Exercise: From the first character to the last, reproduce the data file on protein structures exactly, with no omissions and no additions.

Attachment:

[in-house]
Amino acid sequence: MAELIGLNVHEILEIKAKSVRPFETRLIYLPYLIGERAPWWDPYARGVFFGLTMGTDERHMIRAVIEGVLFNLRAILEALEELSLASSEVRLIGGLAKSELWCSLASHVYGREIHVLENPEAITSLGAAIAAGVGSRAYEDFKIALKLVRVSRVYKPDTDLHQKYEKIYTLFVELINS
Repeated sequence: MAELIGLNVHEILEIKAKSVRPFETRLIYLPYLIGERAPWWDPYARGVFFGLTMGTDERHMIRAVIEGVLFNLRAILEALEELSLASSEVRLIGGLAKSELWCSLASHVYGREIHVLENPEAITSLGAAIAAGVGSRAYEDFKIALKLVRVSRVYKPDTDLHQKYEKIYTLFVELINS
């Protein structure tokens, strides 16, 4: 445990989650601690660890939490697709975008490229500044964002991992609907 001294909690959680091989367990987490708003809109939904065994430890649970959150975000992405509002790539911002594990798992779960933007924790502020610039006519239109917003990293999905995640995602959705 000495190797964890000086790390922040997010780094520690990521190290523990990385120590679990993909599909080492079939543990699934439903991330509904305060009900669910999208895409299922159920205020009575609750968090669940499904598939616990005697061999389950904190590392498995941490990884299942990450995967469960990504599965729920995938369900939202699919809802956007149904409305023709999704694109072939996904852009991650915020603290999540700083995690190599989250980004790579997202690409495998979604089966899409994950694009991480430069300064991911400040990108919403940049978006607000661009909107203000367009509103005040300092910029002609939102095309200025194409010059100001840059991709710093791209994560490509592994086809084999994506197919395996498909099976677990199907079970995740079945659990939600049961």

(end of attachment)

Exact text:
[in-house]
Amino acid sequence: MAELIGLNVHEILEIKAKSVRPFETRLIYLPYLIGERAPWWDPYARGVFFGLTMGTDERHMIRAVIEGVLFNLRAILEALEELSLASSEVRLIGGLAKSELWCSLASHVYGREIHVLENPEAITSLGAAIAAGVGSRAYEDFKIALKLVRVSRVYKPDTDLHQKYEKIYTLFVELINS
Repeated sequence: MAELIGLNVHEILEIKAKSVRPFETRLIYLPYLIGERAPWWDPYARGVFFGLTMGTDERHMIRAVIEGVLFNLRAILEALEELSLASSEVRLIGGLAKSELWCSLASHVYGREIHVLENPEAITSLGAAIAAGVGSRAYEDFKIALKLVRVSRVYKPDTDLHQKYEKIYTLFVELINS
């Protein structure tokens, strides 16, 4: 445990989650601690660890939490697709975008490229500044964002991992609907 001294909690959680091989367990987490708003809109939904065994430890649970959150975000992405509002790539911002594990798992779960933007924790502020610039006519239109917003990293999905995640995602959705 000495190797964890000086790390922040997010780094520690990521190290523990990385120590679990993909599909080492079939543990699934439903991330509904305060009900669910999208895409299922159920205020009575609750968090669940499904598939616990005697061999389950904190590392498995941490990884299942990450995967469960990504599965729920995938369900939202699919809802956007149904409305023709999704694109072939996904852009991650915020603290999540700083995690190599989250980004790579997202690409495998979604089966899409994950694009991480430069300064991911400040990108919403940049978006607000661009909107203000367009509103005040300092910029002609939102095309200025194409010059100001840059991709710093791209994560490509592994086809084999994506197919395996498909099976677990199907079970995740079945659990939600049961």